What is Naturopathic Medicine?

Naturopathic medicine is a comprehensive primary health care system that distinctly addresses the root causes of illness by integrating conventional medical science with traditional natural therapies. Signs and symptoms of diseases are recognized as indicators of improper function, an underlying imbalance, or poor dietary and lifestyle habits.  Naturopathic doctors (ND) aim to determine the underlying causes of disease and restore optimum health by treating the whole person.  As primary care doctors, ND's treat both acute and chronic conditions by using:

    • botanical medicine
    • clinical nutrition
    • lifestyle counseling
    • physical medicine (spine and joint adjustments, massage, hydrotherapy, etc)
    • environmental medicine
    • exercise prescription
    • acupuncture/Asian medicine
    • homeopathic medicine

Click on  Conditions Helped for more information.

ND’s also follow six principles that guide their approach to helping you improve your health:

  1. Primum non nocere (do not harm): effective health care with the least risk for all patients
  2. Vis medicatrix naturae (healing power of nature): promote self-healing of the body
  3. Tolle causum (treat the cause): identify and remove causes, avoid suppression of symptoms
  4. Docere (doctor as teacher): educate patients, inspire rational hope, encourage self-responsibility
  5. Treat the whole person: each person is unique with their own factors effecting their health
  6. Emphasizing health promotion is the best prevention: optimal well-being includes opportunities for health and individually, in the community and globally

A brief history of Naturopathic Medicine

The original principles of naturopathic medicine were based on the nature cure doctors from nineteenth century Europe.  Diet and exercise, along with water, air, sunlight and herbal remedies were the first foundational therapies used by the nature cure doctors throughout Europe that were eventually brought to North America.  Over time, naturopathic medicine adopted other natural therapies and always strived to maintain a diversity of treatment tools in order to use what was most indicated for patients.

The actual term ‘naturopathy’ (a hybridization of the Latin-natura and the Greek-pathy) was first coined in 1892 by Dr. John Scheel, a medical doctor in New York.  Benedict Lust (pronounced Loost - meaning 'joy' in German), was looking for a term that was not persecuted by the conventional medical doctors of the time and purchased 'naturopathy' from Dr. Scheel in 1902 to describe the nature cure methods of healing taught at Lust’s naturopathic school.  Benedict Lust and his wife Louisa were the instrumental figures who devoted their life to bringing naturopathic medicine to North America in the face of tremendous opposition.  Lust was also responsible for incorporating spinal manipulation, homeopathy and massage into naturopathic medicine.  Lust traveled extensively learning and adopting practices from clinics that had successful patient outcomes.  And, in the spirit of incorporation, he was a key figure that opened the door for a place for eastern medicine within naturopathic medicine.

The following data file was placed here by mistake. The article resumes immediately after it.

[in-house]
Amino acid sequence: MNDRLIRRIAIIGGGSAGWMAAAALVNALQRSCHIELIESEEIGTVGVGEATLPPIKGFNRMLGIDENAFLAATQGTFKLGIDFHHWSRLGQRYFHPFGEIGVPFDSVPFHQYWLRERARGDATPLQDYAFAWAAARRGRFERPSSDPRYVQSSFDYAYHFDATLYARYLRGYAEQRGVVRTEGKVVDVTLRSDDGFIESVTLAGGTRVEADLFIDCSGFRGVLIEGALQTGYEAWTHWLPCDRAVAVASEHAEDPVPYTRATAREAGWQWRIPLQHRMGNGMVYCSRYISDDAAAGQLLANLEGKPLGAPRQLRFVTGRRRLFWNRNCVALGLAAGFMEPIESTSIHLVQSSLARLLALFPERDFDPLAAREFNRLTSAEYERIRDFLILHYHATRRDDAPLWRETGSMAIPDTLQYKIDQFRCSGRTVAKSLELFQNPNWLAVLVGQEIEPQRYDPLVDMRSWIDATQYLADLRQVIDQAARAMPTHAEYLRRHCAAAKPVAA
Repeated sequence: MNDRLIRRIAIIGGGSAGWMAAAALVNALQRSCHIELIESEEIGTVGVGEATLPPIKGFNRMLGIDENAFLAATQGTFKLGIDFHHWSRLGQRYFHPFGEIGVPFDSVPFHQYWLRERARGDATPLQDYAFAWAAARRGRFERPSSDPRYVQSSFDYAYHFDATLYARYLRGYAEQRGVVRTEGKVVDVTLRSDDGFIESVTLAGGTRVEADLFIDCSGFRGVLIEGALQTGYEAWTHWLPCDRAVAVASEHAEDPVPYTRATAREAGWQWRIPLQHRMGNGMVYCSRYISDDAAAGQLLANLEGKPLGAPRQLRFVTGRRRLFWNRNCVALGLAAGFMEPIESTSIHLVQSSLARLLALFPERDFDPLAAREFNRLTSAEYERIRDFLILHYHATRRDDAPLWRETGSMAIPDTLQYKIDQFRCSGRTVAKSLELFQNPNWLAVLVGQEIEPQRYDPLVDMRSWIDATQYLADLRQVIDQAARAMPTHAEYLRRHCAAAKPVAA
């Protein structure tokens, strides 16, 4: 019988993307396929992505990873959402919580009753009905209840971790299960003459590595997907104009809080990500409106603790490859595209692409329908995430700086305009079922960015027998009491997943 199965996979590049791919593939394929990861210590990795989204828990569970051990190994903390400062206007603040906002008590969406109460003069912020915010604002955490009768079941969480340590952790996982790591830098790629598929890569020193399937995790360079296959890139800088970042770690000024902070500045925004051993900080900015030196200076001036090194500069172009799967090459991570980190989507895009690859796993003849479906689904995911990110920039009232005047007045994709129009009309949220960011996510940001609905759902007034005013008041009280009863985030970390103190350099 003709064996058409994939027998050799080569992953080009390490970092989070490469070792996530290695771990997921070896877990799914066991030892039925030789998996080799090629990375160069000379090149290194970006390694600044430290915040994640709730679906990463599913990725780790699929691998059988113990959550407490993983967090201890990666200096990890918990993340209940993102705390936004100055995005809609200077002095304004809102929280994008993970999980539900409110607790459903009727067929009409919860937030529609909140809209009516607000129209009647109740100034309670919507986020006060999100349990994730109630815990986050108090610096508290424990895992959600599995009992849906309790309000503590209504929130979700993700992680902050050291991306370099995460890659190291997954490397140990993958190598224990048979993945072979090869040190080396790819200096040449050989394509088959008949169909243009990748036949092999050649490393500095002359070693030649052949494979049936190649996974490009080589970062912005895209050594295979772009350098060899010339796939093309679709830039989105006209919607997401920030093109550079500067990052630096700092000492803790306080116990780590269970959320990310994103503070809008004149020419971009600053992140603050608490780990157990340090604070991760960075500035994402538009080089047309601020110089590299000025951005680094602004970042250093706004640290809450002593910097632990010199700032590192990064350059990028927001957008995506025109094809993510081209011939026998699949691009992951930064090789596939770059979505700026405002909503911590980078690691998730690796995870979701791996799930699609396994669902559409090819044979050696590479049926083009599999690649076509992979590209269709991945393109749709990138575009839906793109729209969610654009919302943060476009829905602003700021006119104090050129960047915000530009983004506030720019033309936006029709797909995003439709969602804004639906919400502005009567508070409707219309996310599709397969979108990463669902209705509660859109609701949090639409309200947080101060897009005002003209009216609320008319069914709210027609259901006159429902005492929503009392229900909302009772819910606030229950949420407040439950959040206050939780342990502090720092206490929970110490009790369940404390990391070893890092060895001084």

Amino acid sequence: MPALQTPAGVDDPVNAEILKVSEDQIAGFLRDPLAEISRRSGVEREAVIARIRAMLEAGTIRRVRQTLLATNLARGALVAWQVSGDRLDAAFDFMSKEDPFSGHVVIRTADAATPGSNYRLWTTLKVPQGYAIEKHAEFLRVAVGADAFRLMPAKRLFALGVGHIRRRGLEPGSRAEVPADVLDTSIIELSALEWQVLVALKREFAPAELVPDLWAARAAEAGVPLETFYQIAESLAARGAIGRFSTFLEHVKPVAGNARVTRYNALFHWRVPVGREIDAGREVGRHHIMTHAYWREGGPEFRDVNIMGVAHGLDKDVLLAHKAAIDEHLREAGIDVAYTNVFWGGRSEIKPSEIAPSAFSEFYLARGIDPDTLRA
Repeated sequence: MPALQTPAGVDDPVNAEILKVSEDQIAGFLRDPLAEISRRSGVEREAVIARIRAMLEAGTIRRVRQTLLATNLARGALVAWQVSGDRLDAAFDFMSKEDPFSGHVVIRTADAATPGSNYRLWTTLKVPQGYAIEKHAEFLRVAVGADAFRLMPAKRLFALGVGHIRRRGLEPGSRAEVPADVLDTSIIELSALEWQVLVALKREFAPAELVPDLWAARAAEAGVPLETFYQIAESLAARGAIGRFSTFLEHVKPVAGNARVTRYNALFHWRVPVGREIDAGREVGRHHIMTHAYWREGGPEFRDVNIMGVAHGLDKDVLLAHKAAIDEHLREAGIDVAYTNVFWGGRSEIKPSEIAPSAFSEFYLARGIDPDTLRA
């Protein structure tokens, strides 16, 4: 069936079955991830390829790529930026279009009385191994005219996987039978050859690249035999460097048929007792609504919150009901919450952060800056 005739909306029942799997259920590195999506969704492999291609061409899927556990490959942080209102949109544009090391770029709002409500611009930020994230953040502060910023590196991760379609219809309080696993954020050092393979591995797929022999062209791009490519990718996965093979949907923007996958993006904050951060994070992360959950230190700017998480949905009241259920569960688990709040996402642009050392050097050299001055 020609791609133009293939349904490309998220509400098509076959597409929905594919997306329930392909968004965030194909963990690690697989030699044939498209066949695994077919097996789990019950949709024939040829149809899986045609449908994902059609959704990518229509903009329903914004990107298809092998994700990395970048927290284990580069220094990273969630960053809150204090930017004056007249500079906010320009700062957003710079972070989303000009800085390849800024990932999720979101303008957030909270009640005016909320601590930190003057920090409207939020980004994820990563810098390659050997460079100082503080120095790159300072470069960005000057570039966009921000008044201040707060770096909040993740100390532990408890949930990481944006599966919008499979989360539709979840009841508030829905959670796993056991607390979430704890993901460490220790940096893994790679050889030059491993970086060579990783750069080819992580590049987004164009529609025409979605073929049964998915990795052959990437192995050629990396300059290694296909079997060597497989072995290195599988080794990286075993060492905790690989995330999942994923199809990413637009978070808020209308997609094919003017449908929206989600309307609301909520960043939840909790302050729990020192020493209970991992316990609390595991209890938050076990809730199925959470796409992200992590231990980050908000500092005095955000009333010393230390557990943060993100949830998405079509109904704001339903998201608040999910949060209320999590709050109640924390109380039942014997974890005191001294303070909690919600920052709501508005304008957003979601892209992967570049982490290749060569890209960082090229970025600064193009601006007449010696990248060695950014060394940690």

Benedict Lust's commitment to nature cure and naturopathic medicine was personal.  It was reported that neither allopathy nor homeopathy were able to recover Lust from tuberculosis yet he was brought back to full health under the care of Father Sebastian Kneipp.  So, in 1896 Lust came to America to teach Kneipp's hydrotherapy methods.  Father Sebastian Kneipp, ordained a priest in 1852, gained a reputation for helping the poor and he may have been one of the most famous nature cure doctors in Europe.  Vincent Priessnitz (born 25 years before Kneipp and one of the first recorded nature cure doctors) as well as Adolf Just and Emanuel Felke were also strong Christian influences on the nature cure movement in Europe. 

Much more recently, Joseph Boucher (who was born in Edmonton) was joined by John Bastyr in 1956 to open National College of Naturopathic Medicine (initially in Seattle Washington before moving to Portland Oregon). Dr. Boucher was said to be a key figure in keeping naturopathic medicine alive during the tremendous hardships and persecution endured by Naturopathic doctors in the 1950's, 60's and 70's.

Although some of the principles of naturopathic medicine remain similar to those of the nineteenth century, there has been a tremendous broadening of traditional knowledge as well as a necessary incorporation of biomedical sciences.  Today naturopathic doctors in Canada have a minimum of 8 years of post secondary schooling and practice as primary care doctors.

*If you have any more questions about naturopathic medicine, please read the Frequently Asked Questions section or CONTACT US at the Mountain Health Team and we would be happy to answer them.